Oak Brook Homeowner Associations Team up with Police Department

by Chuck Fieldman

Some Oak Brook homeowners’ associations are teaming up with the village’s police department to improve security in the area. It’s coming via a 50/50 license plate reader program, which will include installation of camera systems in participating subdivisions. It will be up to residents of each subdivision if they want to be involved, and as of June 1, 15 of the village’s homeowners’ association sent in preliminary interest forms, requesting formal price quotes to participate in the program, said Oak Brook Village Manager Greg Summers.

“Many of the village’s subdivisions already have in place their own gated security check point and/or camera systems that provide this level of security, so it was never expected that there would be a 100% level of participation,” Summers said. He said that while the Police Department initially requested $50,000 for Oak Brook’s license plate readers, the Village Board opted to set aside $200,000 for the 50/50 cost match program, with a willingness to increase the village’s contribution if homeowners’ association interest exceeded the allocated funding. “LPRs have a proven track record in locating stolen and suspicious vehicles as well as being used as an investigative tool when damages or crimes are later discovered,” Summers said. “Working with homeowners’ associations allows for the village’s investment to reach further, while also utilizing the LPRs on vehicles entering a subdivision’s defined area allows for the Police Department to begin responding to a suspicious vehicle before an suspect even begins to commit an offense.” Oak Brook Police Cmdr.

Ben Kadolph said the village has had two sites on main, arterial roads on which license plate readers have been active since the fourth quarter of 2019. He also believes additional systems in the village will aid police. “The best technology is assisting us in identifying felonious criminals,” Kadolph said. “The interest in expanding our system of LPRs came from an uptick in more aggressive crimes, and we’re trying to leverage the technology.” Summers said license plate readers are becoming commonplace in law enforcement, but believes the 50/50 program is at this point unique. “This is the first attempt that we are aware of to utilize the technology in partnership with individual homeowners’ associations to secure their own neighborhood,” he said. “I strongly encourage each and every homeowners’ association to take advantage of this unique program to make Oak Brook a model community for security.” Kadolph said the cost for each camera is estimated at $7,000 to $9,000.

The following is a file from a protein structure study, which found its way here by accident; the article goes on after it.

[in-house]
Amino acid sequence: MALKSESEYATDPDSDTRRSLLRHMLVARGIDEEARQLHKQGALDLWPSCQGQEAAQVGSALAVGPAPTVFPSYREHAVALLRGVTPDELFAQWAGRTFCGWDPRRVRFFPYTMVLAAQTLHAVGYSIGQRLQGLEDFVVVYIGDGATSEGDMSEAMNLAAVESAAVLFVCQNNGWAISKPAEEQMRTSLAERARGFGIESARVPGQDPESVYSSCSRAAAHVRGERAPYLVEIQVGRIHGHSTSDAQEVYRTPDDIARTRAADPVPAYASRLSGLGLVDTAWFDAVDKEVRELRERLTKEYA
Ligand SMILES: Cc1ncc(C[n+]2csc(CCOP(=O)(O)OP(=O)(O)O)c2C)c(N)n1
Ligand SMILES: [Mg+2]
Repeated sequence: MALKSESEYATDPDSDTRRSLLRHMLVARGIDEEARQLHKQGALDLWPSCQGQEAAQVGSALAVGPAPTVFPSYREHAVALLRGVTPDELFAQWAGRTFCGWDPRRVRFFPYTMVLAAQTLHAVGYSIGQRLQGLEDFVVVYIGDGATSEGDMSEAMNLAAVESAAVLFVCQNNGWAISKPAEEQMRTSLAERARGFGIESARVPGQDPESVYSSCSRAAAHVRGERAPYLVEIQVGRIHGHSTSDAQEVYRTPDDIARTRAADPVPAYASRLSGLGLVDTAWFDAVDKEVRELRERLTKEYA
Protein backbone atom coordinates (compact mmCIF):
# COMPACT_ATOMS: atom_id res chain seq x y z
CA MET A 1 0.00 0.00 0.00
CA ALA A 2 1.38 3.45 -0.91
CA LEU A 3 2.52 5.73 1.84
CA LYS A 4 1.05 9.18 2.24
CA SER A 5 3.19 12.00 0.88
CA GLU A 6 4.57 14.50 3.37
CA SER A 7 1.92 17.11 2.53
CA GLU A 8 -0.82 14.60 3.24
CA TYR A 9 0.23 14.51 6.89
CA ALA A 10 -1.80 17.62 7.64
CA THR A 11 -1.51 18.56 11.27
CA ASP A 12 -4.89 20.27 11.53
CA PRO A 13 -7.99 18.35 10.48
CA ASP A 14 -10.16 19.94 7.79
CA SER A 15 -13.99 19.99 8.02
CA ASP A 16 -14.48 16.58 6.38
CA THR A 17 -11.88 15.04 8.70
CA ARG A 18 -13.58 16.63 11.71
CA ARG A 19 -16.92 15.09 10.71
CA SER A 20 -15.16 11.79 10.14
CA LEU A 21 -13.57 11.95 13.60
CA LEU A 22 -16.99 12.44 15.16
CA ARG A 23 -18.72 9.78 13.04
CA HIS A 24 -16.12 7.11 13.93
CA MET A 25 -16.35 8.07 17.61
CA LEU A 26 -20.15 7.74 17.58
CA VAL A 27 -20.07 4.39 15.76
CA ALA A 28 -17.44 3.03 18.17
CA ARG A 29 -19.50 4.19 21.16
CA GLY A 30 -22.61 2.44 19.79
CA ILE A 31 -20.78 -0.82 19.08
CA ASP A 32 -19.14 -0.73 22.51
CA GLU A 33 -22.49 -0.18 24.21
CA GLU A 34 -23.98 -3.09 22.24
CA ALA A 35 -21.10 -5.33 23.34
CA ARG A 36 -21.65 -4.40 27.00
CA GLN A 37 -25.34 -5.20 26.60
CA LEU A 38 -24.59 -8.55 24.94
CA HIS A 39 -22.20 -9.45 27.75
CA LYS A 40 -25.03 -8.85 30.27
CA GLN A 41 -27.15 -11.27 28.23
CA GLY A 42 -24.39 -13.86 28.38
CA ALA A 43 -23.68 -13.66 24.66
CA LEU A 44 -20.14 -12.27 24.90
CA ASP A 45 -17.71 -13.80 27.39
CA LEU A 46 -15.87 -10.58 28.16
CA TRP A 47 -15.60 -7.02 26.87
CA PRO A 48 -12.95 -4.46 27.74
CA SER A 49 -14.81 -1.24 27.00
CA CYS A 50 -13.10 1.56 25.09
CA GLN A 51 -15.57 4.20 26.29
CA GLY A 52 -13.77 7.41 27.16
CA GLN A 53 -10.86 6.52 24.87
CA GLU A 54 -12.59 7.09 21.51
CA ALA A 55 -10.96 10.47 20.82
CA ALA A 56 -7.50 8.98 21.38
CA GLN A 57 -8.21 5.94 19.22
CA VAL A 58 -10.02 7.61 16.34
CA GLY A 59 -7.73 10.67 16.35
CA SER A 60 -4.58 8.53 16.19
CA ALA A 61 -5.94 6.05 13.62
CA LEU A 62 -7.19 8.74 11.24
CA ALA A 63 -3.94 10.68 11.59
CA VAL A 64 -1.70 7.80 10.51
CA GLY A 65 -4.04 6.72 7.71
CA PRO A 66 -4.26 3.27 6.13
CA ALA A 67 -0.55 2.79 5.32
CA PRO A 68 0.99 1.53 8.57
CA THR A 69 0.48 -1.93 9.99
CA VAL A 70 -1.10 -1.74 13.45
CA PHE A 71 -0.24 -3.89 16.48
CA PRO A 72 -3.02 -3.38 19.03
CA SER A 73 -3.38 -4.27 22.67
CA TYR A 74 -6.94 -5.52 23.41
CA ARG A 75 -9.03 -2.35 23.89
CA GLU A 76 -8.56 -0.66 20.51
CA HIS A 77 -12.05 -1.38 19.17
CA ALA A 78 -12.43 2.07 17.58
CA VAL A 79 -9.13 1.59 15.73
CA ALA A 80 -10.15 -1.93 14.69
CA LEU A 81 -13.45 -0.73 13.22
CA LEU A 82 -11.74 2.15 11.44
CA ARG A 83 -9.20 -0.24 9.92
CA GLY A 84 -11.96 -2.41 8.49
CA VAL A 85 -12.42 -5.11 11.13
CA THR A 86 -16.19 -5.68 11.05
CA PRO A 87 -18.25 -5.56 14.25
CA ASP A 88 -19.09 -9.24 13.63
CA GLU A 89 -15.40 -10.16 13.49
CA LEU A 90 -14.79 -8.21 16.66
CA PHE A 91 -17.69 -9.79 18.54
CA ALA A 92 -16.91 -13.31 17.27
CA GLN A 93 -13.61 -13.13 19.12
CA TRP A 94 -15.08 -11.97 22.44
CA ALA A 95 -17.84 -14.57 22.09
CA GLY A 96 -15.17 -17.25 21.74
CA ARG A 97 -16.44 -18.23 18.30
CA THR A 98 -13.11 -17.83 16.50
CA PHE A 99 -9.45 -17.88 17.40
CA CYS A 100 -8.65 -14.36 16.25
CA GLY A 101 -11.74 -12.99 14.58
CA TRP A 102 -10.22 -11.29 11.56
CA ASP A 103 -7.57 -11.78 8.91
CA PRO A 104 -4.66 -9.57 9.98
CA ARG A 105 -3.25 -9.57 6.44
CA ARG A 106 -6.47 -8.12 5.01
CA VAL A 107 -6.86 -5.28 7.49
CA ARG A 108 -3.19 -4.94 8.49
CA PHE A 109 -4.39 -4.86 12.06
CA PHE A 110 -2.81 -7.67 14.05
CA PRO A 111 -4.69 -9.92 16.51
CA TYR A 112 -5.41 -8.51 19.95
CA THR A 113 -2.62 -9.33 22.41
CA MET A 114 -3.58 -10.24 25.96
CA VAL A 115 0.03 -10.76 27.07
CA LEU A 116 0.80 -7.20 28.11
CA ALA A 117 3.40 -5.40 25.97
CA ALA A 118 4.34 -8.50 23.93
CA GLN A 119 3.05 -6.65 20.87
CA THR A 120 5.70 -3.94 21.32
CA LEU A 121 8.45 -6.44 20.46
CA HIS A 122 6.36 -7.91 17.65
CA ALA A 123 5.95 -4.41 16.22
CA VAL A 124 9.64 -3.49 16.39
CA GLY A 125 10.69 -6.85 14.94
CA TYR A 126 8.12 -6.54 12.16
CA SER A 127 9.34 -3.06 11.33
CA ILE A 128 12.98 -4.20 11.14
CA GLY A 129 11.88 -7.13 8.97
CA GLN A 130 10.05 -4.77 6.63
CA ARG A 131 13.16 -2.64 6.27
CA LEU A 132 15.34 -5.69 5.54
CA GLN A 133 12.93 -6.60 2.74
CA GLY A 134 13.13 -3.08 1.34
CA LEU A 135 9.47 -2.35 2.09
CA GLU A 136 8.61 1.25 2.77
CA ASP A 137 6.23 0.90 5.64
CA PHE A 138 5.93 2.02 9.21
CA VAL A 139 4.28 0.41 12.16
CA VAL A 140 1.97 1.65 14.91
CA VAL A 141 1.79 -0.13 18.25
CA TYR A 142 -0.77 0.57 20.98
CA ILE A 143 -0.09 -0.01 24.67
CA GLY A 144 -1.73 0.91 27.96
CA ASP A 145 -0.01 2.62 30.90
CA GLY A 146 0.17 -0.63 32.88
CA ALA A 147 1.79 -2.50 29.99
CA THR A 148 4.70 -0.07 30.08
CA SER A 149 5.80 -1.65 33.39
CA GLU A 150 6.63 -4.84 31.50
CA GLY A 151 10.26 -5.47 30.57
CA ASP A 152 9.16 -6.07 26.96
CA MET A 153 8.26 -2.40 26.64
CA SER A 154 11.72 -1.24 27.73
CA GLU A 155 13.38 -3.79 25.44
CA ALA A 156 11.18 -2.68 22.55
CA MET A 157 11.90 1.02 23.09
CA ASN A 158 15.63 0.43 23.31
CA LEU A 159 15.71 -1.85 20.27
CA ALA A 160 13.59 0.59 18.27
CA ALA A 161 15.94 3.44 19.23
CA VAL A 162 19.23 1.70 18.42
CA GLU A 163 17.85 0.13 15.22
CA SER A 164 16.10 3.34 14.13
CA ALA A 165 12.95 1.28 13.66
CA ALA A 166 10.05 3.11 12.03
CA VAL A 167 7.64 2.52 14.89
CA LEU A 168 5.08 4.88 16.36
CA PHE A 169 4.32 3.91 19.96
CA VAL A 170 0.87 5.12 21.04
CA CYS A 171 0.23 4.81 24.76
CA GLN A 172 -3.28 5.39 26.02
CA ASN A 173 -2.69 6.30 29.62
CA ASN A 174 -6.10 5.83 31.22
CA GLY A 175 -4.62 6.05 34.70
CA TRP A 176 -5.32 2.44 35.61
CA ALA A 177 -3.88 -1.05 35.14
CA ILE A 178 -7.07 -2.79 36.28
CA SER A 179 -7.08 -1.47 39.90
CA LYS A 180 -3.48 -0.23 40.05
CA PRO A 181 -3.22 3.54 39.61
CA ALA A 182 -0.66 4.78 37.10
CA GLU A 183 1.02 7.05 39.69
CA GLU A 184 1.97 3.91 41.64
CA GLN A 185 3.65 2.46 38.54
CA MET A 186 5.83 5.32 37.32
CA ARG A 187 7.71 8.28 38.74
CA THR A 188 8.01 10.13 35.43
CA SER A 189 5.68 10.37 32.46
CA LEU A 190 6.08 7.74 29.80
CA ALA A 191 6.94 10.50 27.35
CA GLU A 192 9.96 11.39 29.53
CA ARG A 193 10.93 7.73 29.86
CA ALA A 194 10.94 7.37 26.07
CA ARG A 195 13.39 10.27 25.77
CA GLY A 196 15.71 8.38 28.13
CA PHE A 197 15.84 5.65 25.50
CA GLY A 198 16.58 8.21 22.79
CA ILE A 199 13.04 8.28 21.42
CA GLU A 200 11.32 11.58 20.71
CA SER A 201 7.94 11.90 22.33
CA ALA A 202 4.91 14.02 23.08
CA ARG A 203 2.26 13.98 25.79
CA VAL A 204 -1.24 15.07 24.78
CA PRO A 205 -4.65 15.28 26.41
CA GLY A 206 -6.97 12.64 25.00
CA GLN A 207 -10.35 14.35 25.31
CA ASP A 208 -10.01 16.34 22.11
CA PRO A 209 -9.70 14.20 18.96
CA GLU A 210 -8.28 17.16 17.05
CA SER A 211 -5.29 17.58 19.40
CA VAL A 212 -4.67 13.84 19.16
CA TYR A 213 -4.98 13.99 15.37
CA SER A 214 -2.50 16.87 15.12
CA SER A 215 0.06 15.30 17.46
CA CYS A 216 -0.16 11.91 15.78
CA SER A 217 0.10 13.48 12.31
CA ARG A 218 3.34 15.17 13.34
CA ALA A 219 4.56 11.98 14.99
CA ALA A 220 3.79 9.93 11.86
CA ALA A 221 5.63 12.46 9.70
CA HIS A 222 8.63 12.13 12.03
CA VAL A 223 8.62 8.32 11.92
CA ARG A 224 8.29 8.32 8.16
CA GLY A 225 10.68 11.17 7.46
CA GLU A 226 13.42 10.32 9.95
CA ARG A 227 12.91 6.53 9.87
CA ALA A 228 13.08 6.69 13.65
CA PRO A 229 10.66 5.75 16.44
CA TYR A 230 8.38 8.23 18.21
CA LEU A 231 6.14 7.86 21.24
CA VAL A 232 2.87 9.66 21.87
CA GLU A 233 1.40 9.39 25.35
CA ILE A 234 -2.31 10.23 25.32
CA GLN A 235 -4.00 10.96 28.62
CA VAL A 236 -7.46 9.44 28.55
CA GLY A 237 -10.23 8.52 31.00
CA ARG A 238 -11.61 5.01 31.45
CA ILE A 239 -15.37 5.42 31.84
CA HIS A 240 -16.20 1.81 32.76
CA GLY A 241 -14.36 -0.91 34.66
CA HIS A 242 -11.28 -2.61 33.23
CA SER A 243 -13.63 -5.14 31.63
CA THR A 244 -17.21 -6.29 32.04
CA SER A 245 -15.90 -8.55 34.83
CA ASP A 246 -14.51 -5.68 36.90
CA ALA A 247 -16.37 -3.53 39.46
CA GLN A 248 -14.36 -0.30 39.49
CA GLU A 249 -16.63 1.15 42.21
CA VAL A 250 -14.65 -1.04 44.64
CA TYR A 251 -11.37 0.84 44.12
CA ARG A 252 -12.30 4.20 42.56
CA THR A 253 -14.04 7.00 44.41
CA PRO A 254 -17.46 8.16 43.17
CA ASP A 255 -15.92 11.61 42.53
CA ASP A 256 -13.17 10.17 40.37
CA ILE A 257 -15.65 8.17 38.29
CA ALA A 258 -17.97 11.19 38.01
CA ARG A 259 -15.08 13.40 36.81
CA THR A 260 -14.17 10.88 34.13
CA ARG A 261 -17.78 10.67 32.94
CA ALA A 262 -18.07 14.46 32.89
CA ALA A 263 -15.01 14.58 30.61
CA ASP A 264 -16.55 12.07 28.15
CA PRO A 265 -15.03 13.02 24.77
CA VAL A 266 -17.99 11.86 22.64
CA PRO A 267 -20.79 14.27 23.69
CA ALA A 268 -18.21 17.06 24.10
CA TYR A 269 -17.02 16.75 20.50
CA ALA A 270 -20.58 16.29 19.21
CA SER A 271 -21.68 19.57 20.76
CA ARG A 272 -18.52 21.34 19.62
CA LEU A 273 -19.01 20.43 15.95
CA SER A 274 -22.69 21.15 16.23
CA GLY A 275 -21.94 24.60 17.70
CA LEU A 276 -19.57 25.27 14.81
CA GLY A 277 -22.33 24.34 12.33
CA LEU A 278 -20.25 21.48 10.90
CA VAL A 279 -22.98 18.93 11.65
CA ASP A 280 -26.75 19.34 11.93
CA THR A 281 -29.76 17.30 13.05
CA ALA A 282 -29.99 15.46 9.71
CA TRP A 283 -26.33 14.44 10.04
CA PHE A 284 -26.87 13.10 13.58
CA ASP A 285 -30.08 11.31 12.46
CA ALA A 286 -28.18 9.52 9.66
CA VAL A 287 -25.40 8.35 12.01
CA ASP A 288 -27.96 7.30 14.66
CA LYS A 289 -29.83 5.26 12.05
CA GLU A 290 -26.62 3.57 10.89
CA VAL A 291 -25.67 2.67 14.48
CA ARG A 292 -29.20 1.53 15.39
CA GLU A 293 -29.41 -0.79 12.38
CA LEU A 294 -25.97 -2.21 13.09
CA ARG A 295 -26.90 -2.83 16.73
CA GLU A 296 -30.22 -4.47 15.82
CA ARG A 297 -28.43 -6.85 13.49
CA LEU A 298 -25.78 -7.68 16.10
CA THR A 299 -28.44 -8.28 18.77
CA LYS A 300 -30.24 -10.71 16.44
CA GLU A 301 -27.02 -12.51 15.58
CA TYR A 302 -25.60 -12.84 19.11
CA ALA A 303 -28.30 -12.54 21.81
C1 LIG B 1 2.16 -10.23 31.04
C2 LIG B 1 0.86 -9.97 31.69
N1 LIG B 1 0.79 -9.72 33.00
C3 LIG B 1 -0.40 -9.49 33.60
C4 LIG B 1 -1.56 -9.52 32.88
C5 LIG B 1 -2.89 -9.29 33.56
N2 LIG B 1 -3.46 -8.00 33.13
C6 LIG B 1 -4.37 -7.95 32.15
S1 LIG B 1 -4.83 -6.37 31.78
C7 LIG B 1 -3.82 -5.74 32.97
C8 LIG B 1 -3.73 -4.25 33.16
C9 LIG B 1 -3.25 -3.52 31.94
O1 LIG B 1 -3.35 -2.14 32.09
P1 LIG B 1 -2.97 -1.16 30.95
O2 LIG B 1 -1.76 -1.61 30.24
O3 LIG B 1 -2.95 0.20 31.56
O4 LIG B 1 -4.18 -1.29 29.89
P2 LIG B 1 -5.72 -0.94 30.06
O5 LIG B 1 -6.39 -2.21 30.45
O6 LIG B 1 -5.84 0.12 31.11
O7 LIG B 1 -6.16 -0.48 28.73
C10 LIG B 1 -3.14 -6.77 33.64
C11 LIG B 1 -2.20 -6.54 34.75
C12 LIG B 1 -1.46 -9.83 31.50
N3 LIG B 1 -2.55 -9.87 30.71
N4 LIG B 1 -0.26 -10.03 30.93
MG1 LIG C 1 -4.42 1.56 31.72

The basic framework for the program is:

• Participation in the project is voluntary and will encompass all HOAs, regardless of controlled entrance or non-controlled entrance status, and regardless of the number of entrances to a subdivision.
• Each camera must be installed in collaboration with the village and utilize the same equipment, vendor and software as the village’s cameras.
• Each HOA must agree to grant access to its camera by the Oak Brook Police Department for monitoring.
• The project will be a 50/50 cost sharing initiative.
• As with all technology, this type of equipment normally requires replacement on a +/- 5-year cycle and each HOA will need to be committed to paying that 50% share of the replacement cost on such a cycle.
• Due to some commonality regarding ingress and egress roadways, there is a possibility that common roadways could be substituted for HOA entrance ways, where appropriate, thereby reducing costs associated with the installation.
• An HOA may “opt out” at any given time prior to installation, if the HOA membership elects to do so. An HOA may also opt out at each replacement cycle should it wish to discontinue its financial participation in the program.

Summers said that following the preliminary interest forms, site specific cost proposals will be prepared by the camera vendor. Upon receipt of these proposals, homeowners’ associations will have 30 days to evaluate the proposal and signal a commitment to fund 50% of the installation and operational costs. He said the timeline for making the new license plate readers operational will vary, depending on the number of homeowners’ associations deciding to proceed, as well as equipment availability. “The vendor that we are working with carries a lot of in-stock inventory, and should be able to respond quickly to most installations,” Summers said. “In any case, all LPR’s should be operational by fall to year-end.”

*Photos by Ejay Khan